Toph

Yabbering

Zuko_and_Toph

Toph: And then when I was nine, I ran away again. I know I shouldn’t complain, my parents gave me everything that I ever asked for. But they never gave me the one thing that I really wanted. Their love. You know what I mean?

I have a tendency to overshare. It was the most pronounced when I drank. Through the haze of alcohol drinking buddies and even acquaintances became “soul mates”. We were “destined to meet” and obviously had “a real connection” because after a few drinks we were pouring our hearts (and our personal business) out.

I am an empathetic listener and love psychoanalyzing people, so I have a way of getting people to open up to me. Of course, I always opened up about myself too. To an alarming degree at times. Then, the next time Sober Me (with a less than perfect memory of what we talked about) met the recipient of my confessions, I would be embarrassed and worried about how much I’d revealed. My new “friend” would be baffled by what appeared to be an about face on my part. I, on the other hand, would pretty much be ready to bolt.

I know why I did it. I told my personal stories to anyone who would listen, just because I needed approval and love so badly. I needed self-acceptance so much that I wanted someone who heard my stories to tell me that I was still a good person, not broken, or if I was indeed broken, say that I was made the more beautiful for it.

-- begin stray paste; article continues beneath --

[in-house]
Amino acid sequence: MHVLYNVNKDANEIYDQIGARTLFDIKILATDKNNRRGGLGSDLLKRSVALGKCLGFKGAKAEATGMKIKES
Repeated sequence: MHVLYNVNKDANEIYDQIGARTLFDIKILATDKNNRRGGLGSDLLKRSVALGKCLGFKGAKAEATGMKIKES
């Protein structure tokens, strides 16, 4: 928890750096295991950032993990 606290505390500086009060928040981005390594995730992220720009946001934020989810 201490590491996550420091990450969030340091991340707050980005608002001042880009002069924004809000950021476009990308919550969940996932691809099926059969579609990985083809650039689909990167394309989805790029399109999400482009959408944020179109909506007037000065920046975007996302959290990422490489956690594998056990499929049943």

I keep the telling of my personal stories in check now, revealing them to only trusted friends. The reason why I share anything now has also changed. It’s no longer because I desperately seek approval or proof of worth, and is instead to offer understanding and compassion.

“Our stories are not meant for everyone. Hearing them is a privilege, and we should always ask ourselves this before we share: “Who has earned the right to hear my story?” If we have one or two people in our lives who can sit with us and hold space for our shame stories, and love us for our strengths and struggles, we are incredibly lucky. If we have a friend, or small group of friends, or family who embraces our imperfections, vulnerabilities, and power, and fills us with a sense of belonging, we are incredibly lucky.” ~ Brene Brown

~*~

This is Post X, in the A to Z Blogging Challenge 2015. My 26 posts are inspired by the quotes from Avatar: The Last Airbender and The Legend of Korra, two Emmy award-winning animated television series created and produced by Michael Dante DiMartino and Bryan Konietzko. The setting for both series is an Asian-influenced world of martial arts and elemental manipulation. The shows drew on elements from East Asian, South Asian, and Western culture, and (aside from the kick-ass story lines, beautifully developed characters and exceptional storyboards) are where I found a wealth of inspiration and perspective on my own life.